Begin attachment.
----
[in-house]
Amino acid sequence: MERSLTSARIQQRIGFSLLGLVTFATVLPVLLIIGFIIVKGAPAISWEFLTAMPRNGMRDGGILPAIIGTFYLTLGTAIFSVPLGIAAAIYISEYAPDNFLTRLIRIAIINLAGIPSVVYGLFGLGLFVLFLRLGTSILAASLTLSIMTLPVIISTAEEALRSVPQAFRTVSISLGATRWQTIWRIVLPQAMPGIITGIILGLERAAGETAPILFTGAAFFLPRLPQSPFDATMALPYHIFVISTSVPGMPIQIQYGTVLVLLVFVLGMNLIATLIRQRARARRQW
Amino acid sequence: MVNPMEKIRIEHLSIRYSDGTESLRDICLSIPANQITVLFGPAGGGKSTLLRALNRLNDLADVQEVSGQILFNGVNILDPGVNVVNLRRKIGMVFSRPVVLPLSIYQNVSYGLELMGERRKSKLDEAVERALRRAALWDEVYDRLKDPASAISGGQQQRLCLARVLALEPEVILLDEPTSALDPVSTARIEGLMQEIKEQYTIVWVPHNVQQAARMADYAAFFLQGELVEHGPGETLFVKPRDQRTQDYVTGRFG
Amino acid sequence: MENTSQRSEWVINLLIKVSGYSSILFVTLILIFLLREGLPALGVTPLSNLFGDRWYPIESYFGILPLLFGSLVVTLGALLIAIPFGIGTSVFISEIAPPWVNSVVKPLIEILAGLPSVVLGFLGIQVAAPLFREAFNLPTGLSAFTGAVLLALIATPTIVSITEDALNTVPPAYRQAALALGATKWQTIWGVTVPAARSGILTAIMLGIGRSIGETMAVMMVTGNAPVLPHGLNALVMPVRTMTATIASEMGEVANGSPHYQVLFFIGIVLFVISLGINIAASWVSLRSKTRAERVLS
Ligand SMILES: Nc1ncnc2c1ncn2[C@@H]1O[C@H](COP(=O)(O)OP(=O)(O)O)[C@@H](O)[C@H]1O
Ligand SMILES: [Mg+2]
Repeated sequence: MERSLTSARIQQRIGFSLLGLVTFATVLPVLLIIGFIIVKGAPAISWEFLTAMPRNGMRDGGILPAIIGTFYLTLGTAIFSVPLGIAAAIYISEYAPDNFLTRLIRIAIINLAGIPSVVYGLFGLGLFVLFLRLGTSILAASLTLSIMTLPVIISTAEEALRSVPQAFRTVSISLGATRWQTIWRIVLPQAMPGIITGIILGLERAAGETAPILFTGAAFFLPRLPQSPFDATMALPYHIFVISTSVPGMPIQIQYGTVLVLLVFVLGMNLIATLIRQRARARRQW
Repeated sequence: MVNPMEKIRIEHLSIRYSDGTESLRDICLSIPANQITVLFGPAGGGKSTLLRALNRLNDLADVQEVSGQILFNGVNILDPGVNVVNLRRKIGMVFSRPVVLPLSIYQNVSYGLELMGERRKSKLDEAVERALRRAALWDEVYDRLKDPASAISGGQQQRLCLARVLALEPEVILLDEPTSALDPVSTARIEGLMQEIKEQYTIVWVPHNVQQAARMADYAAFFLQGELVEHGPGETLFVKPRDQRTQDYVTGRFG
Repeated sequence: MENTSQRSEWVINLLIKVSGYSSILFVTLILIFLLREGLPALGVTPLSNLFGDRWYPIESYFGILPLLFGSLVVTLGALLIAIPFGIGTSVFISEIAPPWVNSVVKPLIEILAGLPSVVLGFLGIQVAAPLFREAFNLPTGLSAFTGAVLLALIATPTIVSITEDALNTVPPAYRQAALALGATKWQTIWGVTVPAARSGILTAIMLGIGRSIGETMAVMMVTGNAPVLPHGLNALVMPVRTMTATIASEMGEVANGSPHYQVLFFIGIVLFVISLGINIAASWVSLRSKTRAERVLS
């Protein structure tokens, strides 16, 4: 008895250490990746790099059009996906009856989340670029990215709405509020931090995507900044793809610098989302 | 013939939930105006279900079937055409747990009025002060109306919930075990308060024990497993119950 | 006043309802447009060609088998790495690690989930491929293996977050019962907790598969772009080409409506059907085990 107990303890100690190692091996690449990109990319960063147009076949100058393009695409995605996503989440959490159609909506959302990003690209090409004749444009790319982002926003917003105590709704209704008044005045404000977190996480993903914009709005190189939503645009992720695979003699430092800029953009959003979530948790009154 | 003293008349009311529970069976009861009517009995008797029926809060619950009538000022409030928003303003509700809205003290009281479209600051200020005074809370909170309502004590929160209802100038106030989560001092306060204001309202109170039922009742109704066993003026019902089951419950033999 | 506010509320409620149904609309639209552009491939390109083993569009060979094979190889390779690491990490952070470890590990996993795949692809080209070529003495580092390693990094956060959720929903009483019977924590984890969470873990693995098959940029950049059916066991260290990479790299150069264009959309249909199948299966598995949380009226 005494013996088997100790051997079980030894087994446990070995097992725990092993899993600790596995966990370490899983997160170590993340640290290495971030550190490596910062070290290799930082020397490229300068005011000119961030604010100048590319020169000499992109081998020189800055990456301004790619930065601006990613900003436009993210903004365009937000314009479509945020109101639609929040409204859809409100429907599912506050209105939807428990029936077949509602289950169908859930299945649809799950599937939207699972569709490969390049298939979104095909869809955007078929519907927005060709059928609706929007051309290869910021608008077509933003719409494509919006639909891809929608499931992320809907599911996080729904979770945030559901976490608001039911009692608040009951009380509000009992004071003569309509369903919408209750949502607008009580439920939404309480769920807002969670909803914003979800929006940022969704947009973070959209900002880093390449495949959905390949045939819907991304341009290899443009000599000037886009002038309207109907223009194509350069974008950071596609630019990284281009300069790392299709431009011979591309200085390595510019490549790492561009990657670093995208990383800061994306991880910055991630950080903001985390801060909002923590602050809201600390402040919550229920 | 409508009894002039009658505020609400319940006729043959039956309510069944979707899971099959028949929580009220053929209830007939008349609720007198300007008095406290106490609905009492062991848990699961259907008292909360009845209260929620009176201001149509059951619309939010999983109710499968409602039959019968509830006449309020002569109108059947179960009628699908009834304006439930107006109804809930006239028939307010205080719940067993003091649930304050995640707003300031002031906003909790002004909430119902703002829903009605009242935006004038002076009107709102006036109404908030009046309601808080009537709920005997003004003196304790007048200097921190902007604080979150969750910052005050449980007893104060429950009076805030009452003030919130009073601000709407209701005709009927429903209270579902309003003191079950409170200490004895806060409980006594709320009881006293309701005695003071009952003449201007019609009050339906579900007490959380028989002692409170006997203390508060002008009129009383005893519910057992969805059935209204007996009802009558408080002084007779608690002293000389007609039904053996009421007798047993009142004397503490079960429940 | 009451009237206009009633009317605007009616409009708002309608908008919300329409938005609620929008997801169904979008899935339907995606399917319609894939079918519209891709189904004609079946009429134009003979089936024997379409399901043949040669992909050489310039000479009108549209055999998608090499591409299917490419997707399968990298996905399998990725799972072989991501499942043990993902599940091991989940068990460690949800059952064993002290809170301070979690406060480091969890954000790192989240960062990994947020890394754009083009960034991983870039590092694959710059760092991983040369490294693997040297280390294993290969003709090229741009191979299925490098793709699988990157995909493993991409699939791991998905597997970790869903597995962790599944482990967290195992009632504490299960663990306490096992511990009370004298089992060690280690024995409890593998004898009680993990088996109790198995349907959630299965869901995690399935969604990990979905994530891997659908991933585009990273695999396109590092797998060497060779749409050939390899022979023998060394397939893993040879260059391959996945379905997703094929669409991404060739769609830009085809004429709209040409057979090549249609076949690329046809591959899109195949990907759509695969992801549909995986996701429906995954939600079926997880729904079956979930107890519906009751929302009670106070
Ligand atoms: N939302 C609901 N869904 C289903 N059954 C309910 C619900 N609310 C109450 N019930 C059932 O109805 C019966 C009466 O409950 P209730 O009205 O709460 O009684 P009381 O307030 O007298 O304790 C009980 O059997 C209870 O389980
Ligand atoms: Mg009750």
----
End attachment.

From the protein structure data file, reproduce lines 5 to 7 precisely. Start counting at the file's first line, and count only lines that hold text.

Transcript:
Ligand SMILES: Nc1ncnc2c1ncn2[C@@H]1O[C@H](COP(=O)(O)OP(=O)(O)O)[C@@H](O)[C@H]1O
Ligand SMILES: [Mg+2]
Repeated sequence: MERSLTSARIQQRIGFSLLGLVTFATVLPVLLIIGFIIVKGAPAISWEFLTAMPRNGMRDGGILPAIIGTFYLTLGTAIFSVPLGIAAAIYISEYAPDNFLTRLIRIAIINLAGIPSVVYGLFGLGLFVLFLRLGTSILAASLTLSIMTLPVIISTAEEALRSVPQAFRTVSISLGATRWQTIWRIVLPQAMPGIITGIILGLERAAGETAPILFTGAAFFLPRLPQSPFDATMALPYHIFVISTSVPGMPIQIQYGTVLVLLVFVLGMNLIATLIRQRARARRQW